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Dirty dining: These Bradenton restaurants cited for rodent, roach and fly activity

A statewide look at Florida’s top restaurant violations for 2016-17

Restaurant inspections ensure food retail establishments are in compliance with state sanitation and food safety procedures. Here are the top ten violations inspectors found between 2016-17 in Florida restaurant kitchens.
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Restaurant inspections ensure food retail establishments are in compliance with state sanitation and food safety procedures. Here are the top ten violations inspectors found between 2016-17 in Florida restaurant kitchens.

According to the latest Manatee County restaurant inspections report, multiple Bradenton establishments had signs of roach activity.

One restaurant also had signs of rodent activity.

Applebee’s Neighborhood Grill & Bar, 7175 E. State Road 70, Bradenton

  • A rodent burrow or rodent nesting materials were observed in a box in an exterior dry storage area, according to an inspector. A manager threw away the box and its contents.
  • An inspector observed approximately 40 rodent droppings in the dry storage area. Three more droppings were observed during a follow-up inspection.
  • An inspector observed two dead roaches and roach excrement and/or droppings in a liquor storage closet.
  • An inspector observed approximately 10 flies throughout the restaurant, including the kitchen and the bar area.
  • Floor areas in the bar area and a walk-in cooler were covered with standing water.
  • The restaurant’s plumbing system was in disrepair.
  • Cooked chicken, potatoes, macaroni and cheese and corn dog were cold held at temperatures less than 41 degrees. A stop sale was issued for the foods.
  • There was no test kit at hand to measure the strength of chlorine sanitizer at a warewashing machine.

Dom’s Deli, 2119 63rd Ave. E., Bradenton

  • An inspector observed one live roach in the men’s restroom.
  • Coffee filters were not stored protected from contamination.
  • An employee with not hair restraint was engaged in food preparation.
  • An employee was eating while preparing food.
  • Food was stored unprotected in two reach-in coolers in the dining area.
  • An inspector observed a cook handle lettuce, cut tomatoes, bacon, a bun and french fries with bare hands.
  • Coleslaw, sliced tomatoes, roast beef and ham were cold held at temperatures greater than 41 degrees.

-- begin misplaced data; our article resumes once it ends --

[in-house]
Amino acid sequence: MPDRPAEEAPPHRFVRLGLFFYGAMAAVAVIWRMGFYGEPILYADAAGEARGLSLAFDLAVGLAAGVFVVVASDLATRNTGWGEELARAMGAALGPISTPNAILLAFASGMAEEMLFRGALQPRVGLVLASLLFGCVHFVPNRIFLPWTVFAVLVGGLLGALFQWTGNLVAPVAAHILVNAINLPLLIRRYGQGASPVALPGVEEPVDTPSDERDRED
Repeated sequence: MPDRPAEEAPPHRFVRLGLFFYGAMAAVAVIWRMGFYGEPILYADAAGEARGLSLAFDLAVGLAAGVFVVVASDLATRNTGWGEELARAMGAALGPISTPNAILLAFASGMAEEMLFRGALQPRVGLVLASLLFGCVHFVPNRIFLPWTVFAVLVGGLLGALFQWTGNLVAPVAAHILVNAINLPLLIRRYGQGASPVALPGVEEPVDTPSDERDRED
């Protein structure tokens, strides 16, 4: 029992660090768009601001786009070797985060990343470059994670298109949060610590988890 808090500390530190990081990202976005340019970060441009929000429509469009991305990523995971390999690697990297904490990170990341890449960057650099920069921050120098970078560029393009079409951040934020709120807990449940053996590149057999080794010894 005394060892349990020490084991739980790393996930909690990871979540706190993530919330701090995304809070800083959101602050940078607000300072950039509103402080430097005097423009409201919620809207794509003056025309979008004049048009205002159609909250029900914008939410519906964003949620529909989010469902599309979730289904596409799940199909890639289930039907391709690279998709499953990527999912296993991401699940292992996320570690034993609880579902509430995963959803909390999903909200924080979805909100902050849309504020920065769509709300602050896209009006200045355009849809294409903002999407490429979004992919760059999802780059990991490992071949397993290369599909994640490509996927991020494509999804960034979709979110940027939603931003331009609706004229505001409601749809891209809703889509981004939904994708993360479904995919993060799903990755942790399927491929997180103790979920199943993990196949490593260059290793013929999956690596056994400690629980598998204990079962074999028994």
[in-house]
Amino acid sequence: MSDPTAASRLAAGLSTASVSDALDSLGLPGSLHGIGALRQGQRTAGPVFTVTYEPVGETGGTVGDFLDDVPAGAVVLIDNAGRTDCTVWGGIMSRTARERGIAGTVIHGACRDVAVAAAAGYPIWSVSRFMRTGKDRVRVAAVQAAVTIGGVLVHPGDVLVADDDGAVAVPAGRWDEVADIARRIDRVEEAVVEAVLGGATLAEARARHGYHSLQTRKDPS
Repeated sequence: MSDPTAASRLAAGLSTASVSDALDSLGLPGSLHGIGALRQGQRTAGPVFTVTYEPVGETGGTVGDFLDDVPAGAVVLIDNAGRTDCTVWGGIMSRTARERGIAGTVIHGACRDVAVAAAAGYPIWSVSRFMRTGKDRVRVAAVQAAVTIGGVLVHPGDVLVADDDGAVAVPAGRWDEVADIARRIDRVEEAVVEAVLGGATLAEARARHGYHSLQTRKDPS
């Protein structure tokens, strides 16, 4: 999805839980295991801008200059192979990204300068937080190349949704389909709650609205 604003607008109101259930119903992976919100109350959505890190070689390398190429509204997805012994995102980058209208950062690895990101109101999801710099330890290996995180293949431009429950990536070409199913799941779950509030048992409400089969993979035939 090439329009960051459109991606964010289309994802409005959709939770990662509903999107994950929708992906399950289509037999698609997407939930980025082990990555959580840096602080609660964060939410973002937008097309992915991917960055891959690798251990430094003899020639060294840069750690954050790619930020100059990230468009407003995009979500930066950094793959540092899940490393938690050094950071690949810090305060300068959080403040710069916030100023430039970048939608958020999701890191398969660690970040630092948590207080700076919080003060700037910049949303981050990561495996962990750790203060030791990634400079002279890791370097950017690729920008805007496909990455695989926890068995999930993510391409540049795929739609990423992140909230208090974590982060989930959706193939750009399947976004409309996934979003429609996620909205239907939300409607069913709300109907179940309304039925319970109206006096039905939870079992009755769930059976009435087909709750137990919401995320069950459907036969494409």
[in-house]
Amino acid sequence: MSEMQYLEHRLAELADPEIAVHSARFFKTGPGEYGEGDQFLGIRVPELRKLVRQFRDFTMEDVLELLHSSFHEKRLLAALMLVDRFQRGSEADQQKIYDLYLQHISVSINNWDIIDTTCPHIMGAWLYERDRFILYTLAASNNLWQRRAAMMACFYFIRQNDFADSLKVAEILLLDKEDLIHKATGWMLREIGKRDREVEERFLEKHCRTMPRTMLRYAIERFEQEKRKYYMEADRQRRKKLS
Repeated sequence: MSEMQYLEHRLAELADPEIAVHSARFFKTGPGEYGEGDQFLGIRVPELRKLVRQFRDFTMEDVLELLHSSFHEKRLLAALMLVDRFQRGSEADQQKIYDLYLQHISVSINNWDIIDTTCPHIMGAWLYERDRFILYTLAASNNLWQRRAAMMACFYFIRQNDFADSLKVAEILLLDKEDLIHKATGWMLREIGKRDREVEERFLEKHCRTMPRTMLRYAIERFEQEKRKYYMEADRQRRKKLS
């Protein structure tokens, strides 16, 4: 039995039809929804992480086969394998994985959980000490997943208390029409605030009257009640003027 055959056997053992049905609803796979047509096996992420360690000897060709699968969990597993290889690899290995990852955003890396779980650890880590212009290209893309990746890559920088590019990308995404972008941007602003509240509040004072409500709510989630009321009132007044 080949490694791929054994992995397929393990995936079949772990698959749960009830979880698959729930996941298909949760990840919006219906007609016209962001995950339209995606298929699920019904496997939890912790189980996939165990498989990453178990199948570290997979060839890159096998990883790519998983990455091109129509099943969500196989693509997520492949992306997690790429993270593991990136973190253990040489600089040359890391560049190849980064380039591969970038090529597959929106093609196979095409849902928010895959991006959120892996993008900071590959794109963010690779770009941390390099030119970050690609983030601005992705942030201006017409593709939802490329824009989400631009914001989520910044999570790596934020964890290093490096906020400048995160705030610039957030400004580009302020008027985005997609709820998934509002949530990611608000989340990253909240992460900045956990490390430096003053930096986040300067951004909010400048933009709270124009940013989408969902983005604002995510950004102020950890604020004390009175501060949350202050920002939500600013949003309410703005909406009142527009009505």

• The certified food manager or person in charge lacked knowledge of foodborne illness and symptoms of illness that would prevent an employee from working with food.
  • There was no proof of required training for any employees.
  • The restaurant’s probe thermometer was not accurate.

Runway Bar & Grill at Holiday Inn Sarasota-Airport, 8009 15th St. E., Sarasota

  • An inspector observed one live roach at a preparation sink.
  • Food was stored on the floor of a walk-n freezer.
  • Sliced tomatoes at a salad station were cold held at a temperature greater than 41 degrees.
  • An inspector observed in-use glaze and beans that had been prepared or opened more than a week prior.
  • There was no proof of required training for an employee hired more than 60 days ago.

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Snack bar at Peridia Golf & Country Club, 4950 E. Peridia Blvd., Bradenton

  • An inspector observed dead roaches inside of a cabinet.
  • There was an accumulation of black/green mold-like substance in an ice machine.
  • There was no sanitizer of any kind available for warewashing.
  • There was no probe thermometer to measure the temperature of food products.
  • The certified food manager or person in charge lacked knowledge of foodborne illness and symptoms of illness that would prevent an employee from working with food.

Terrace on the Green at Peridia Golf & Country Club, 4950 E. Peridia Blvd., Bradenton

  • There were two dead roaches inside of a bar cabinet.
  • There was limescale build-up inside an ice machine, according to an inspector.
  • Wiping cloth sanitizing solution was not a the proper minimum strength.
  • Dishmachine sanitizer was not at the proper minimum strength.
  • Milk, cottage cheese, ham, coleslaw, mango salsa, shredded cheddar cheese, artichokes, chicken salad, shrimp salad and blue cheese were cold held at temperatures greater than 41 degrees.
  • An inspector observed key lime pie opened more than a week prior still in use. The food was discarded.
  • The certified food manager or person in charge lacked knowledge of foodborne illness and symptoms of illness that would prevent an employee from working with food.
  • There was an encrusted material on a can-opener blade.
  • Hot water at a handwash sink used by employees did not reach 100 degrees.
  • Mushroom bisque, clam chowder, mushroom gravy, marinara, cooked chicken breast and spaghetti in a walk-in cooler were not properly date-marked.
  • The soda gun at the bar was soiled. Corrective action was taken.

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Editor’s Note: According to the Florida Department of Business & Professional Regulation, these reports are a “snapshot” of the conditions present at the time of the inspection and are public record. The agency is required to inspect every licensed restaurant at least once per year, but new and “high-risk” establishments tend to be inspected more frequently.

When an emergency shutdown order is given by an inspector, it must first be reviewed and approved by agency supervisors. In order for a business to reopen, an inspector will continue visiting the establishment daily until compliance is met. Some citations may include a financial penalty. Inspectors may also respond to complaints, which can be filed here.

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